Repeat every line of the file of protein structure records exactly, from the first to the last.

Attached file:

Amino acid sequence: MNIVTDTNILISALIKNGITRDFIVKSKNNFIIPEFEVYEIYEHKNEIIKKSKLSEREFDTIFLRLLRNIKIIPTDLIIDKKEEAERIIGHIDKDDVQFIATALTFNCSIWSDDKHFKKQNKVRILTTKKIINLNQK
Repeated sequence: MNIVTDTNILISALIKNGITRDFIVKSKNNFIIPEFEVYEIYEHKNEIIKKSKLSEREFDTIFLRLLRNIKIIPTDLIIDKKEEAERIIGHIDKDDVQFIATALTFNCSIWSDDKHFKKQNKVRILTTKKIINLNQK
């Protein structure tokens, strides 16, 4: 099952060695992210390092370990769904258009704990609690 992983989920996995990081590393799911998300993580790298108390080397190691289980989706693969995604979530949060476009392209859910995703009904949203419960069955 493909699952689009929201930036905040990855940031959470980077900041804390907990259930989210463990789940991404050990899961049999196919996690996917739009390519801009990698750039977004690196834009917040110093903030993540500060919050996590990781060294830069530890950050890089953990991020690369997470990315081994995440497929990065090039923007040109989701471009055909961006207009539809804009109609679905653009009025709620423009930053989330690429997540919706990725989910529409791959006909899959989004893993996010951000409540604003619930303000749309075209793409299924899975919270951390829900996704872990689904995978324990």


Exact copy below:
Amino acid sequence: MNIVTDTNILISALIKNGITRDFIVKSKNNFIIPEFEVYEIYEHKNEIIKKSKLSEREFDTIFLRLLRNIKIIPTDLIIDKKEEAERIIGHIDKDDVQFIATALTFNCSIWSDDKHFKKQNKVRILTTKKIINLNQK
Repeated sequence: MNIVTDTNILISALIKNGITRDFIVKSKNNFIIPEFEVYEIYEHKNEIIKKSKLSEREFDTIFLRLLRNIKIIPTDLIIDKKEEAERIIGHIDKDDVQFIATALTFNCSIWSDDKHFKKQNKVRILTTKKIINLNQK
């Protein structure tokens, strides 16, 4: 099952060695992210390092370990769904258009704990609690 992983989920996995990081590393799911998300993580790298108390080397190691289980989706693969995604979530949060476009392209859910995703009904949203419960069955 493909699952689009929201930036905040990855940031959470980077900041804390907990259930989210463990789940991404050990899961049999196919996690996917739009390519801009990698750039977004690196834009917040110093903030993540500060919050996590990781060294830069530890950050890089953990991020690369997470990315081994995440497929990065090039923007040109989701471009055909961006207009539809804009109609679905653009009025709620423009930053989330690429997540919706990725989910529409791959006909899959989004893993996010951000409540604003619930303000749309075209793409299924899975919270951390829900996704872990689904995978324990």